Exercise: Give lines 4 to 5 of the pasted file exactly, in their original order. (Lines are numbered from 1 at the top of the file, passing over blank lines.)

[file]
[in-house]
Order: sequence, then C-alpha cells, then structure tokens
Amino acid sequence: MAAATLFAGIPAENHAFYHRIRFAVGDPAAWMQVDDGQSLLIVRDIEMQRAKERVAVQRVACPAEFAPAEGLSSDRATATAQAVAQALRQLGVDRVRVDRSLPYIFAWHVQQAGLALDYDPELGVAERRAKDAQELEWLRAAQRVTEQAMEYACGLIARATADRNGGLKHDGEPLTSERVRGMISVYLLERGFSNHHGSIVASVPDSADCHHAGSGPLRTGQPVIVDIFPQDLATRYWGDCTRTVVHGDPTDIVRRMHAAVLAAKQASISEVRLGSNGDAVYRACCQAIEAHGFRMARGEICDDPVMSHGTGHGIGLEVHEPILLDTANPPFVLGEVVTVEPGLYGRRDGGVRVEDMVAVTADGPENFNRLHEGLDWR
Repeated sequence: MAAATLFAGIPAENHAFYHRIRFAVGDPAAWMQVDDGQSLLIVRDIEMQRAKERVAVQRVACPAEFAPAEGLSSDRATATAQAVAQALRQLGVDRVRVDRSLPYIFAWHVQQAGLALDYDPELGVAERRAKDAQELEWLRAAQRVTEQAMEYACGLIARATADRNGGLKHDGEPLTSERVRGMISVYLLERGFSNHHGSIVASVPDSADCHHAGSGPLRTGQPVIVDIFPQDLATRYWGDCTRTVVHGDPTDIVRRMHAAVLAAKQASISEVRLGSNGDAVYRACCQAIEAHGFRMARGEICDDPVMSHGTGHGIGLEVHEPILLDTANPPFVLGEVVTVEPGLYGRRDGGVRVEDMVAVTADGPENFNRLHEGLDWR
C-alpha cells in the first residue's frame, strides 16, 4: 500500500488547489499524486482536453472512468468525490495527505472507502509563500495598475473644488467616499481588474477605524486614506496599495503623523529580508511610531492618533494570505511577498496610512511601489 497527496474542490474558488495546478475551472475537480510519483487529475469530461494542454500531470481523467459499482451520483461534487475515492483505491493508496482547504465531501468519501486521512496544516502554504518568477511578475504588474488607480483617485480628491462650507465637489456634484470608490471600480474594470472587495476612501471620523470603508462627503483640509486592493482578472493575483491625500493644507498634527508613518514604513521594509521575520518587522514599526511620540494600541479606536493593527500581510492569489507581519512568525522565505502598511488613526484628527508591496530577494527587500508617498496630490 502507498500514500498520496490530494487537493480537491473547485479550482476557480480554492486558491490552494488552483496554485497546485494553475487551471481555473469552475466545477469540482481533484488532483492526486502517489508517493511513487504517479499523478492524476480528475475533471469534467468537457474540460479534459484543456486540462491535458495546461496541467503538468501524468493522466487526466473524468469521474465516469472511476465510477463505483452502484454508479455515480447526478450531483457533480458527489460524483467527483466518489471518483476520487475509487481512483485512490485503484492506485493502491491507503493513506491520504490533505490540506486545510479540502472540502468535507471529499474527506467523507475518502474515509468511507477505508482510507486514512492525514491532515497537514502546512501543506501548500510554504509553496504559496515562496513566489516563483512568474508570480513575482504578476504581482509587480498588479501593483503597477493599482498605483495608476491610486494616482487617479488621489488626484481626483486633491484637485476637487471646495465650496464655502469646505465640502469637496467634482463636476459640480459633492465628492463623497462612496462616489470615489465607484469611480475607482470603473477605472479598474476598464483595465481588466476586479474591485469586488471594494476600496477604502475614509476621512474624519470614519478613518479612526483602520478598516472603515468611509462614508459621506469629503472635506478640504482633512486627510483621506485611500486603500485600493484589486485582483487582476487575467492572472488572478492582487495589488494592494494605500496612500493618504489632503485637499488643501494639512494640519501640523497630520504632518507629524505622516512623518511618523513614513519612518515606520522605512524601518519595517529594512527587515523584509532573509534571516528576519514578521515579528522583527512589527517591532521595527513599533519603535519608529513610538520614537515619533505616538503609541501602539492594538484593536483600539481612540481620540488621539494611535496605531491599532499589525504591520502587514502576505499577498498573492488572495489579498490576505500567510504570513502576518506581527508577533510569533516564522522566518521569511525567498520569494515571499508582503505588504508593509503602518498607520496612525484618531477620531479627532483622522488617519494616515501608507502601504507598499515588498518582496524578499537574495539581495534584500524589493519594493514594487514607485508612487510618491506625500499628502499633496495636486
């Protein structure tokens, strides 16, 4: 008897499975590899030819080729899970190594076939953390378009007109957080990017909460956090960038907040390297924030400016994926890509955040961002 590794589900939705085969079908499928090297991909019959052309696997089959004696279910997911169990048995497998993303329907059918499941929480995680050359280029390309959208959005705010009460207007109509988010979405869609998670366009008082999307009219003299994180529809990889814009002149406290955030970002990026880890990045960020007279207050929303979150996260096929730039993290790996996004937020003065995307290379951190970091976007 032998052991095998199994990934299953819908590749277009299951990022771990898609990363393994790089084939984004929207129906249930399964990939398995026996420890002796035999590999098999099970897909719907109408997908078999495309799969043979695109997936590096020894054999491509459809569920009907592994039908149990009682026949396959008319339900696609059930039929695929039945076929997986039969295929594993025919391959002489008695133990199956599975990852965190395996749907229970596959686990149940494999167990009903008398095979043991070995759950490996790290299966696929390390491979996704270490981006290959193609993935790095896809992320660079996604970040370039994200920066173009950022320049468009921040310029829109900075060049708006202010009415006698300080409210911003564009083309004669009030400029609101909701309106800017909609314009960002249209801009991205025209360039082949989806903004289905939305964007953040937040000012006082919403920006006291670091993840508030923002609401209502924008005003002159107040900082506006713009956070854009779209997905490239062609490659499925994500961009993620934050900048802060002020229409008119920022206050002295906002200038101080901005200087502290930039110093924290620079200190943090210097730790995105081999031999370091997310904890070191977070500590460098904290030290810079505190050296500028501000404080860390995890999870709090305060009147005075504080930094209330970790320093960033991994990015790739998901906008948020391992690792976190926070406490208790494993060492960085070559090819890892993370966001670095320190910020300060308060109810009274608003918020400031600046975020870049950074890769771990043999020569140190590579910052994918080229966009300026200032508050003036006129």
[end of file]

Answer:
Repeated sequence: MAAATLFAGIPAENHAFYHRIRFAVGDPAAWMQVDDGQSLLIVRDIEMQRAKERVAVQRVACPAEFAPAEGLSSDRATATAQAVAQALRQLGVDRVRVDRSLPYIFAWHVQQAGLALDYDPELGVAERRAKDAQELEWLRAAQRVTEQAMEYACGLIARATADRNGGLKHDGEPLTSERVRGMISVYLLERGFSNHHGSIVASVPDSADCHHAGSGPLRTGQPVIVDIFPQDLATRYWGDCTRTVVHGDPTDIVRRMHAAVLAAKQASISEVRLGSNGDAVYRACCQAIEAHGFRMARGEICDDPVMSHGTGHGIGLEVHEPILLDTANPPFVLGEVVTVEPGLYGRRDGGVRVEDMVAVTADGPENFNRLHEGLDWR
C-alpha cells in the first residue's frame, strides 16, 4: 500500500488547489499524486482536453472512468468525490495527505472507502509563500495598475473644488467616499481588474477605524486614506496599495503623523529580508511610531492618533494570505511577498496610512511601489 497527496474542490474558488495546478475551472475537480510519483487529475469530461494542454500531470481523467459499482451520483461534487475515492483505491493508496482547504465531501468519501486521512496544516502554504518568477511578475504588474488607480483617485480628491462650507465637489456634484470608490471600480474594470472587495476612501471620523470603508462627503483640509486592493482578472493575483491625500493644507498634527508613518514604513521594509521575520518587522514599526511620540494600541479606536493593527500581510492569489507581519512568525522565505502598511488613526484628527508591496530577494527587500508617498496630490 502507498500514500498520496490530494487537493480537491473547485479550482476557480480554492486558491490552494488552483496554485497546485494553475487551471481555473469552475466545477469540482481533484488532483492526486502517489508517493511513487504517479499523478492524476480528475475533471469534467468537457474540460479534459484543456486540462491535458495546461496541467503538468501524468493522466487526466473524468469521474465516469472511476465510477463505483452502484454508479455515480447526478450531483457533480458527489460524483467527483466518489471518483476520487475509487481512483485512490485503484492506485493502491491507503493513506491520504490533505490540506486545510479540502472540502468535507471529499474527506467523507475518502474515509468511507477505508482510507486514512492525514491532515497537514502546512501543506501548500510554504509553496504559496515562496513566489516563483512568474508570480513575482504578476504581482509587480498588479501593483503597477493599482498605483495608476491610486494616482487617479488621489488626484481626483486633491484637485476637487471646495465650496464655502469646505465640502469637496467634482463636476459640480459633492465628492463623497462612496462616489470615489465607484469611480475607482470603473477605472479598474476598464483595465481588466476586479474591485469586488471594494476600496477604502475614509476621512474624519470614519478613518479612526483602520478598516472603515468611509462614508459621506469629503472635506478640504482633512486627510483621506485611500486603500485600493484589486485582483487582476487575467492572472488572478492582487495589488494592494494605500496612500493618504489632503485637499488643501494639512494640519501640523497630520504632518507629524505622516512623518511618523513614513519612518515606520522605512524601518519595517529594512527587515523584509532573509534571516528576519514578521515579528522583527512589527517591532521595527513599533519603535519608529513610538520614537515619533505616538503609541501602539492594538484593536483600539481612540481620540488621539494611535496605531491599532499589525504591520502587514502576505499577498498573492488572495489579498490576505500567510504570513502576518506581527508577533510569533516564522522566518521569511525567498520569494515571499508582503505588504508593509503602518498607520496612525484618531477620531479627532483622522488617519494616515501608507502601504507598499515588498518582496524578499537574495539581495534584500524589493519594493514594487514607485508612487510618491506625500499628502499633496495636486